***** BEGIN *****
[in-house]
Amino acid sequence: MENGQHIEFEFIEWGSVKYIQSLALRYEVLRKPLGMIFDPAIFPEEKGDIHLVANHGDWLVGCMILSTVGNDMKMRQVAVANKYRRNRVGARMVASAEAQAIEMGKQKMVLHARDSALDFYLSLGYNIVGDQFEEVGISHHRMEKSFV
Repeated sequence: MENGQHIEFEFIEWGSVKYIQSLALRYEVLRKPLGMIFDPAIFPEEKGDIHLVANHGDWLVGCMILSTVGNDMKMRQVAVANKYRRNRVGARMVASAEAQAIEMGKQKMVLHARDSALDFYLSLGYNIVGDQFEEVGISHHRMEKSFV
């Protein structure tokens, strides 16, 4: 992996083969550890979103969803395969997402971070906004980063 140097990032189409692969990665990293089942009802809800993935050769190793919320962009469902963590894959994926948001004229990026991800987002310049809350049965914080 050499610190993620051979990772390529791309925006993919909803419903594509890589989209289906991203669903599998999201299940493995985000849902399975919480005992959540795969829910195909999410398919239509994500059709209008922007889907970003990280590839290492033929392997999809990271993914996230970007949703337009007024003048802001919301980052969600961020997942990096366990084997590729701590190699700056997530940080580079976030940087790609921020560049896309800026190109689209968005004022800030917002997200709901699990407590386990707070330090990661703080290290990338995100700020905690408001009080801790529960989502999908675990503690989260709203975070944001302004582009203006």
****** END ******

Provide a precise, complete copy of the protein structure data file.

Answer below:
[in-house]
Amino acid sequence: MENGQHIEFEFIEWGSVKYIQSLALRYEVLRKPLGMIFDPAIFPEEKGDIHLVANHGDWLVGCMILSTVGNDMKMRQVAVANKYRRNRVGARMVASAEAQAIEMGKQKMVLHARDSALDFYLSLGYNIVGDQFEEVGISHHRMEKSFV
Repeated sequence: MENGQHIEFEFIEWGSVKYIQSLALRYEVLRKPLGMIFDPAIFPEEKGDIHLVANHGDWLVGCMILSTVGNDMKMRQVAVANKYRRNRVGARMVASAEAQAIEMGKQKMVLHARDSALDFYLSLGYNIVGDQFEEVGISHHRMEKSFV
């Protein structure tokens, strides 16, 4: 992996083969550890979103969803395969997402971070906004980063 140097990032189409692969990665990293089942009802809800993935050769190793919320962009469902963590894959994926948001004229990026991800987002310049809350049965914080 050499610190993620051979990772390529791309925006993919909803419903594509890589989209289906991203669903599998999201299940493995985000849902399975919480005992959540795969829910195909999410398919239509994500059709209008922007889907970003990280590839290492033929392997999809990271993914996230970007949703337009007024003048802001919301980052969600961020997942990096366990084997590729701590190699700056997530940080580079976030940087790609921020560049896309800026190109689209968005004022800030917002997200709901699990407590386990707070330090990661703080290290990338995100700020905690408001009080801790529960989502999908675990503690989260709203975070944001302004582009203006």